Yes, P’kaboo Publishers have announced the date on which Marie Marshall’s long-awaited teen-vampire novel From My Cold, Undead Hand will be available from them in e-book form. Other forms will become available later, but for those readers with the facility to read the ePub format, buying direct is the way to go!
The story itself is fast paced and gripping. The protagonist is Chevonne Kusnetsov, a teenager from New York City a generation or so into the future. The ecology is in crisis, electricity is scarcer and mainly generated by wind turbines mounted on top of buildings. Meanwhile, vampires stalk the dimly-lit streets after dark. But their very existence is denied by the government and the media. Expose!, a shadowy organisation formed to blow the vampires’ cover wherever it can, is routinely denounced for conspiracy-theory, anti-semitism, and downright insanity. The Resistance, a secret guerrilla army of vampire-hunters, organised in a cell-structure, is denounced as a ‘terrorist’ organisation. Chevonne has been recruited to the Resistance by her history teacher, and she’s tough – straight from the school kick-boxing club, she can use her fists and feet, but also a sword, a stake, and a laser-gun. What is the vampires’ ultimate plan? How does it involve the government? How does it affect Chevonne and her friends Di and E.J.?
The title, From My Cold, Undead Hand, is adapted from a famous slogan popularised by the National Rifle Association in the USA in defence of the right of American citizens to own and carry firearms. One of the features of the novel is that vampires, who in traditional fiction arm themselves with nothing but their teeth, exercise this constitutional right. Well, so do the vampire-hunters! By the end of the book there is a twist to this ‘right’. I asked Marie if her novel was deliberately politicised or partisan on this issue.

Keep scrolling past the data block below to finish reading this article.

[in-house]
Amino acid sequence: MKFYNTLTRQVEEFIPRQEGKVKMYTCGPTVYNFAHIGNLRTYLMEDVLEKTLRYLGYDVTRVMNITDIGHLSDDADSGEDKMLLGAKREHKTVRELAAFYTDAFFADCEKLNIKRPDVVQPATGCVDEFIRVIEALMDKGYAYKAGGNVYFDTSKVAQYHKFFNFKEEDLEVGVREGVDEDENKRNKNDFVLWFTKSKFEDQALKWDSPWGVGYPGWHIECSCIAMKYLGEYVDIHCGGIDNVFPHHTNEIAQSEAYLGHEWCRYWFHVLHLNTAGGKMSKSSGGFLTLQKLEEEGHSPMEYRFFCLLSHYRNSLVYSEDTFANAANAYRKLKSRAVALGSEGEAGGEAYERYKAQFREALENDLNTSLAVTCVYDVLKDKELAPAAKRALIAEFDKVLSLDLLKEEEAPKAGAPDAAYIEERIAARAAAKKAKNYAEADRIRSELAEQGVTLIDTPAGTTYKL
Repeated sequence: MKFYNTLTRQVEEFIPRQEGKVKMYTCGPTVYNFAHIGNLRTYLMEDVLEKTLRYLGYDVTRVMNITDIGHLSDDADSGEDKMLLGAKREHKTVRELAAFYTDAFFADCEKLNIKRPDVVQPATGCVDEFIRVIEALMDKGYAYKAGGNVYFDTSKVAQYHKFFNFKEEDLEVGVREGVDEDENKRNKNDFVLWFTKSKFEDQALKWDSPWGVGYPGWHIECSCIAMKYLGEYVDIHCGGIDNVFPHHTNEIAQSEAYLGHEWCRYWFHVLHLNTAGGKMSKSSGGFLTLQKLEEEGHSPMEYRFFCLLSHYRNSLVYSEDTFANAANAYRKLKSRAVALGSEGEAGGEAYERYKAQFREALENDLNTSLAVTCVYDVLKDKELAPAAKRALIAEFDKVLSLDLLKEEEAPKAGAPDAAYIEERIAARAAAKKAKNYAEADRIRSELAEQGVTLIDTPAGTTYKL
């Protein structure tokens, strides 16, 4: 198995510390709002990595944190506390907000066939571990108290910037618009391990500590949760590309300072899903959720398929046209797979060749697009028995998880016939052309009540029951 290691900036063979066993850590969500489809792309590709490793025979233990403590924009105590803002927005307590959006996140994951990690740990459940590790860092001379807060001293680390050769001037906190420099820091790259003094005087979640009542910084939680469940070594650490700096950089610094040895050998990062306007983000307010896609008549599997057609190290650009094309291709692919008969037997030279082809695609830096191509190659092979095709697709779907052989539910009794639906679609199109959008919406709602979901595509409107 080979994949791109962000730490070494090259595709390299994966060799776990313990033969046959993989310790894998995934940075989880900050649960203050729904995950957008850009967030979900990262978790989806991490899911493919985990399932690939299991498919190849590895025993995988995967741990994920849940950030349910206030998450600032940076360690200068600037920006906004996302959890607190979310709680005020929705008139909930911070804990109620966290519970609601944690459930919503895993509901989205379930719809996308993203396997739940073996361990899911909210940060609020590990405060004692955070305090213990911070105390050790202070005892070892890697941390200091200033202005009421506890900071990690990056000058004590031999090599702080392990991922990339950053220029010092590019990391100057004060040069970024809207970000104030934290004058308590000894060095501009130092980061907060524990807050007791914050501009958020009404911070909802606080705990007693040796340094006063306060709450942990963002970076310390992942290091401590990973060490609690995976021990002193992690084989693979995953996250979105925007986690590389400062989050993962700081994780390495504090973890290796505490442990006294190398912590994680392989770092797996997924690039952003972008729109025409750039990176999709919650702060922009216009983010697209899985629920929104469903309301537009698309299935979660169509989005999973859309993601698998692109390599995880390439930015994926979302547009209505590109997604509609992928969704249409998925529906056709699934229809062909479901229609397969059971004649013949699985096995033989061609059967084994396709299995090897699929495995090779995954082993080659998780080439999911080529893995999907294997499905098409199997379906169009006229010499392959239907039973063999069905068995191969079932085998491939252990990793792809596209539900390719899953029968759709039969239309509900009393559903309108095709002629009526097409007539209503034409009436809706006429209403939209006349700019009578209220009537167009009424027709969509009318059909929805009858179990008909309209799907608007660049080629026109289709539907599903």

No, indeed not, but it did occur to me to introduce gun-carrying vampires and to have elements of the plot which developed the consequences of guns in this kind of conflict or adventure. Of course I have my own views about the issue, but there are two points I’d like to make. Firstly, I’m not American, and it’s America’s call. And secondly, no author worthy of the name lets her own views affect the way a plot is developing. The story goes how the story goes and that’s that. Anyhow it’s not ‘about’ guns. If it has a theme it’s about how young people tend to be marginalised.
That theme turns the dramatic crisis of the novel into a cliffhanger, leaving readers wanting more. Thankfully a sequel is half-written already, and there is even the possibility of a threequel. So who should read it?
It’s pitched at ‘young adult’ level, but it’s not ‘written down’. I think it will be snapped up not only by teenage readers but by adults who are into vampire fiction – and there are many, many of them ‘out there’. I just hope people out there will enjoy the ride as much as my ‘beta readers’ did.
From the point of view of this agency, it is encouraging that P’kaboo have shown faith in Marie once more, and are publishing her third novel on the 15th of September. Keep a watch for updates here, and by following @ColdUndeadHandon Twitter